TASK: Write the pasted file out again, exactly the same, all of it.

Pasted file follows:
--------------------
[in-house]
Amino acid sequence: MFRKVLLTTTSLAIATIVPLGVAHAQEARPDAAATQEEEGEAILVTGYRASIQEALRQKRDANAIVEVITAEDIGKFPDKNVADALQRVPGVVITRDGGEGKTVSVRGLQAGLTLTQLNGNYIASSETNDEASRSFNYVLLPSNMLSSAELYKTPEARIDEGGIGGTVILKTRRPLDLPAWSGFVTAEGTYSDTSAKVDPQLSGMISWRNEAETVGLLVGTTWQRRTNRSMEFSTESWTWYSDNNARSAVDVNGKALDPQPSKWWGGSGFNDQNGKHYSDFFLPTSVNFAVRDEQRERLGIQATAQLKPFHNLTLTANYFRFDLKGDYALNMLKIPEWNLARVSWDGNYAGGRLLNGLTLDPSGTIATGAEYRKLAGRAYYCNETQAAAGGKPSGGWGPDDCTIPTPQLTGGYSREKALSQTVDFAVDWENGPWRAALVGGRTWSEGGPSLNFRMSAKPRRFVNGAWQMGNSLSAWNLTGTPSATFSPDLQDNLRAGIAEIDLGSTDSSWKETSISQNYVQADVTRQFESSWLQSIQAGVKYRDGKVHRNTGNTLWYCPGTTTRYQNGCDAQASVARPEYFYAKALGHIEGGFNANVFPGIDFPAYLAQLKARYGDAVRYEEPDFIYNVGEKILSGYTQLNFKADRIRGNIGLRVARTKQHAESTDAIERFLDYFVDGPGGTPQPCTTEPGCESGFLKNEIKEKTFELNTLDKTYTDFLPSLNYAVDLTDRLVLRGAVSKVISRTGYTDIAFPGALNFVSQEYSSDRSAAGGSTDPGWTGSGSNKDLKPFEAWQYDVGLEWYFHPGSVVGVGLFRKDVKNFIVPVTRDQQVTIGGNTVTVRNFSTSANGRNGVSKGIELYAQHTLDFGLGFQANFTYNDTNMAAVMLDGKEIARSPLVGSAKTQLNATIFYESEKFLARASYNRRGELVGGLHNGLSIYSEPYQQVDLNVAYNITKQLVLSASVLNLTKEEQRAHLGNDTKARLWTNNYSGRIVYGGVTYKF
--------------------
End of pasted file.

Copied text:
[in-house]
Amino acid sequence: MFRKVLLTTTSLAIATIVPLGVAHAQEARPDAAATQEEEGEAILVTGYRASIQEALRQKRDANAIVEVITAEDIGKFPDKNVADALQRVPGVVITRDGGEGKTVSVRGLQAGLTLTQLNGNYIASSETNDEASRSFNYVLLPSNMLSSAELYKTPEARIDEGGIGGTVILKTRRPLDLPAWSGFVTAEGTYSDTSAKVDPQLSGMISWRNEAETVGLLVGTTWQRRTNRSMEFSTESWTWYSDNNARSAVDVNGKALDPQPSKWWGGSGFNDQNGKHYSDFFLPTSVNFAVRDEQRERLGIQATAQLKPFHNLTLTANYFRFDLKGDYALNMLKIPEWNLARVSWDGNYAGGRLLNGLTLDPSGTIATGAEYRKLAGRAYYCNETQAAAGGKPSGGWGPDDCTIPTPQLTGGYSREKALSQTVDFAVDWENGPWRAALVGGRTWSEGGPSLNFRMSAKPRRFVNGAWQMGNSLSAWNLTGTPSATFSPDLQDNLRAGIAEIDLGSTDSSWKETSISQNYVQADVTRQFESSWLQSIQAGVKYRDGKVHRNTGNTLWYCPGTTTRYQNGCDAQASVARPEYFYAKALGHIEGGFNANVFPGIDFPAYLAQLKARYGDAVRYEEPDFIYNVGEKILSGYTQLNFKADRIRGNIGLRVARTKQHAESTDAIERFLDYFVDGPGGTPQPCTTEPGCESGFLKNEIKEKTFELNTLDKTYTDFLPSLNYAVDLTDRLVLRGAVSKVISRTGYTDIAFPGALNFVSQEYSSDRSAAGGSTDPGWTGSGSNKDLKPFEAWQYDVGLEWYFHPGSVVGVGLFRKDVKNFIVPVTRDQQVTIGGNTVTVRNFSTSANGRNGVSKGIELYAQHTLDFGLGFQANFTYNDTNMAAVMLDGKEIARSPLVGSAKTQLNATIFYESEKFLARASYNRRGELVGGLHNGLSIYSEPYQQVDLNVAYNITKQLVLSASVLNLTKEEQRAHLGNDTKARLWTNNYSGRIVYGGVTYKF